If a force majeure event is held to be constituted on the basis of the foregoing four conditions, depending on the effect and duration of the event, the Party may be excused from performance under the contract, or be entitled to an extension of time and/or additional costs, on the condition of abiding by the stipulated notice requirements.
Clause 18 of the 2017 editions of the FIDIC Red, Yellow and Silver Books contains analogous provisions, with the notable exception that clause 18 uses the terminology “exceptional event” instead of “force majeure”. However, the definition of the event and the relief available under both editions do not materially differ. Prima facie, the virus outbreaks satisfy the four conditions set out under these provisions and could therefore potentially qualify as a force majeure or exceptional event.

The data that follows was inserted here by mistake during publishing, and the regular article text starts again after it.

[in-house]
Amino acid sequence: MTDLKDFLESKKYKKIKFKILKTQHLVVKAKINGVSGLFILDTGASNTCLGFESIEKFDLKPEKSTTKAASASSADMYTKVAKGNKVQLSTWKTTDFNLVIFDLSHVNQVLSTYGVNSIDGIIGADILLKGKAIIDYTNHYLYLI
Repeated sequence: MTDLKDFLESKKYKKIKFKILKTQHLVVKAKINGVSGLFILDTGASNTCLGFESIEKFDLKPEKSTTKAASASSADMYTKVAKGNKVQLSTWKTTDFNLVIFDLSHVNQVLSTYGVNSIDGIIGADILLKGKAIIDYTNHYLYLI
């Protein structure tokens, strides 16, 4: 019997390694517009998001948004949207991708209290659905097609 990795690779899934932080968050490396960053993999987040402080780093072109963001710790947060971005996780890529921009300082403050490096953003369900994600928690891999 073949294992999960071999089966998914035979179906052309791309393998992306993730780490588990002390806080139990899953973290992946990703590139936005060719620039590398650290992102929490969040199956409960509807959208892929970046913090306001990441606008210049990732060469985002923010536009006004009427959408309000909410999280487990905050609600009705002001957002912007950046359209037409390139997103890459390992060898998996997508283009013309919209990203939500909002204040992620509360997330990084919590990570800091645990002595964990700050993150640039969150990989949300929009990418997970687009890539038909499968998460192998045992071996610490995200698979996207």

To be able to claim adequate relief and minimise loss in view of the coronavirus outbreak under contracts governed by English law, contractors would therefore be well-advised to scrutinise their contracts to see if they contain any force majeure clauses, and in case of the existence of such a clause, abide by any requisite notice requirements while maintaining adequate records of activities on site (including details of any disruptions owing to the coronavirus outbreak). Such records will be invaluable in backing up any subsequent claims.
This article was first published in the April 2020 issue of Construction Europe magazine